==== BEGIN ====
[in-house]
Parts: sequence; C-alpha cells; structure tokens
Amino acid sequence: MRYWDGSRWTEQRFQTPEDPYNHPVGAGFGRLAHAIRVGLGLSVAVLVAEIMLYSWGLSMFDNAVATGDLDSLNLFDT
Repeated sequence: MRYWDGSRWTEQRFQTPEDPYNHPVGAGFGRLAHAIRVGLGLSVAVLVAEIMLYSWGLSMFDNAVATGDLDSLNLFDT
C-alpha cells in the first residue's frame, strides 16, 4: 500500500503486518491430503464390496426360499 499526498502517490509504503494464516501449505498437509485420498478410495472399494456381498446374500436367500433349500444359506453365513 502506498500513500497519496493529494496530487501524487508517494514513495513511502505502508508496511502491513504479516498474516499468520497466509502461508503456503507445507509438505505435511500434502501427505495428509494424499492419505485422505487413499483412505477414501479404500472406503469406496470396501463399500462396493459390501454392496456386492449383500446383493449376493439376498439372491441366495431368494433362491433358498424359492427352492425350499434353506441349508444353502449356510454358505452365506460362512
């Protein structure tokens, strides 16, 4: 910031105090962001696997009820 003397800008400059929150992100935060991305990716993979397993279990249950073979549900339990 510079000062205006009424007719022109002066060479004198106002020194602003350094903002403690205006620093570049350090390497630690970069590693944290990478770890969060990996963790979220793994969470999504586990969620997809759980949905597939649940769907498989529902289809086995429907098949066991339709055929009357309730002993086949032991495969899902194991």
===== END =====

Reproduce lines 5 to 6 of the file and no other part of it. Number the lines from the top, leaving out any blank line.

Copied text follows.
C-alpha cells in the first residue's frame, strides 16, 4: 500500500503486518491430503464390496426360499 499526498502517490509504503494464516501449505498437509485420498478410495472399494456381498446374500436367500433349500444359506453365513 502506498500513500497519496493529494496530487501524487508517494514513495513511502505502508508496511502491513504479516498474516499468520497466509502461508503456503507445507509438505505435511500434502501427505495428509494424499492419505485422505487413499483412505477414501479404500472406503469406496470396501463399500462396493459390501454392496456386492449383500446383493449376493439376498439372491441366495431368494433362491433358498424359492427352492425350499434353506441349508444353502449356510454358505452365506460362512
């Protein structure tokens, strides 16, 4: 910031105090962001696997009820 003397800008400059929150992100935060991305990716993979397993279990249950073979549900339990 510079000062205006009424007719022109002066060479004198106002020194602003350094903002403690205006620093570049350090390497630690970069590693944290990478770890969060990996963790979220793994969470999504586990969620997809759980949905597939649940769907498989529902289809086995429907098949066991339709055929009357309730002993086949032991495969899902194991």